Egyptian Archaeologists Just Discovered a 7,000-Year-Old Lost City Along the Nile

They uncovered houses, tools, utensils and at least 15 elaborate tombs belonging to royals

The size of the grave reveals it belongs to someone of social affluence.

The size of the grave reveals it belongs to someone of social affluence. Facebook/Ministry of Antiquities

While we were stuffing our faces with mashed potatoes this past Thursday, we missed the announcement of a major scientific discovery—a sacred capital city of ancient Egypt that had been lost for 7,000 years.

The Egyptian Ministry of Antiquities announced it excavated parts of Abydos, a “lost city” they believe dates back to 5,316 BCE and could have been part of the first capital of one of the earliest Egyptian empires. So far at the dig site, the team has uncovered fragments and remnants of houses, tools, utensils and at least 15 elaborate tombs belonging to royals.

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On Wednesday, the Ministry’s head Mahmoud Afify made the announcement and stressed the importance of the discovery, saying it could lead to new information on Abydos and on ancient Egyptian history in general. On Thursday, the Ministry took to Facebook to share photos of the excavated site.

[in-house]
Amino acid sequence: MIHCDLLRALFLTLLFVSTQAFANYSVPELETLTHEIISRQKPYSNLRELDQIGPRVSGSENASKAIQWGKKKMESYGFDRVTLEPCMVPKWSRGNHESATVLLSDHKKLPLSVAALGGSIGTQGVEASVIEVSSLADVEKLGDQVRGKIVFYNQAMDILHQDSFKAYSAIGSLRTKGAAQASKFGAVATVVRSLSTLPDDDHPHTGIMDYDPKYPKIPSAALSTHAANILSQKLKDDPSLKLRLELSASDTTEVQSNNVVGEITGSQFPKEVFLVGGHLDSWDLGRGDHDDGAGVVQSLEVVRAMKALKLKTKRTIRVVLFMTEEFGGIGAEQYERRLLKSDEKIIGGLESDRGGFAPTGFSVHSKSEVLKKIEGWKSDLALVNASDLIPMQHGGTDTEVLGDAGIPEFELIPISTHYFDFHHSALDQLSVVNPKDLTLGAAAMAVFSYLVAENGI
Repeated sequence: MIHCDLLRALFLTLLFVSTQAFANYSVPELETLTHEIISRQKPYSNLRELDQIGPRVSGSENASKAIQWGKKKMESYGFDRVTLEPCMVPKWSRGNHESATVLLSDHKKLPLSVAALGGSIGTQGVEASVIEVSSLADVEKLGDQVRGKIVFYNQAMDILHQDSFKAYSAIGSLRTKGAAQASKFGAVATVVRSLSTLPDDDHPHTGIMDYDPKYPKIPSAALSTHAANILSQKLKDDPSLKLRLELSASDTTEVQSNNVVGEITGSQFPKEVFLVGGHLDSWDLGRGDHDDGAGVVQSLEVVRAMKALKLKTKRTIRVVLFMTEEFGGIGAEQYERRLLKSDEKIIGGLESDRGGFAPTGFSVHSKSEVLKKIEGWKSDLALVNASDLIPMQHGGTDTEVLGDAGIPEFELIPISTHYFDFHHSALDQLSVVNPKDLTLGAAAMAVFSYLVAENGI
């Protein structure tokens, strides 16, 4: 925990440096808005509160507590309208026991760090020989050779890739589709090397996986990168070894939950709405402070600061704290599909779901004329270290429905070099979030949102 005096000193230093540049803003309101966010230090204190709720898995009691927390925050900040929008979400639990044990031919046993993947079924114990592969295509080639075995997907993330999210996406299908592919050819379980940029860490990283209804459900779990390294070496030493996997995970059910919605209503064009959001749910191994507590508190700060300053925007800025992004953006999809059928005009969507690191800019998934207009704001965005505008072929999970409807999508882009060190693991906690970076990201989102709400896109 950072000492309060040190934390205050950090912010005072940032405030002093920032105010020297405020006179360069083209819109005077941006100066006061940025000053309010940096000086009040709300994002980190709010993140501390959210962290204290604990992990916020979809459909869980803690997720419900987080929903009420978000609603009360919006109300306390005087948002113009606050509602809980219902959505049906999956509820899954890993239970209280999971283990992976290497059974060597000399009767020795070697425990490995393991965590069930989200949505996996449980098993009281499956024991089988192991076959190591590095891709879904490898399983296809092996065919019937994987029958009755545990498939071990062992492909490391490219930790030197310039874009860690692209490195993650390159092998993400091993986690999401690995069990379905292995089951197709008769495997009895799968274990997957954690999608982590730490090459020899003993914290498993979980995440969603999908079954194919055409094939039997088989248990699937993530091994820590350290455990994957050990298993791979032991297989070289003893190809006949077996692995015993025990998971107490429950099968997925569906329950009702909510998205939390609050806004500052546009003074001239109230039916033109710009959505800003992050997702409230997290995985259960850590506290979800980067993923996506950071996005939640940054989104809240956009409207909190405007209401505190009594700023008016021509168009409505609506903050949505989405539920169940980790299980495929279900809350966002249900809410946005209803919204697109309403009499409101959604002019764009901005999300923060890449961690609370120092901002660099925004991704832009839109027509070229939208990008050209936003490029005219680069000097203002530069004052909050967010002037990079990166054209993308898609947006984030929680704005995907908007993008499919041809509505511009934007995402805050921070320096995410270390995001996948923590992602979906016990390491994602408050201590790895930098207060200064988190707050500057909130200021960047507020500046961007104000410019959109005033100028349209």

The discovery of various tools and homes have enabled the dig team to conclude it's a residential city.

The discovery of various tools and homes has enabled the dig team to conclude it’s a residential city. Facebook/Ministry of Antiquities

With the site only partially dug and not photographed in detail, it's still a bit lost.

With the site only partially dug and not photographed in detail, it’s still a bit lost. Facebook/Ministry of Antiquities

This city was found just 400 meters (0.25 miles) from the Temple of Seti I in the sacred city of Abyd. Experts are already coming out to comment on the find, saying it’s so important because it appears to be the beginning of Egyptian history.

“About a mile behind where this material is said to be we have the necropolis with royal tombs going from before history to the period where we start getting royal names, we start getting identifiable kings,” Chris Eyre, a professor of Egyptology at the University of Liverpool, told BBC News.

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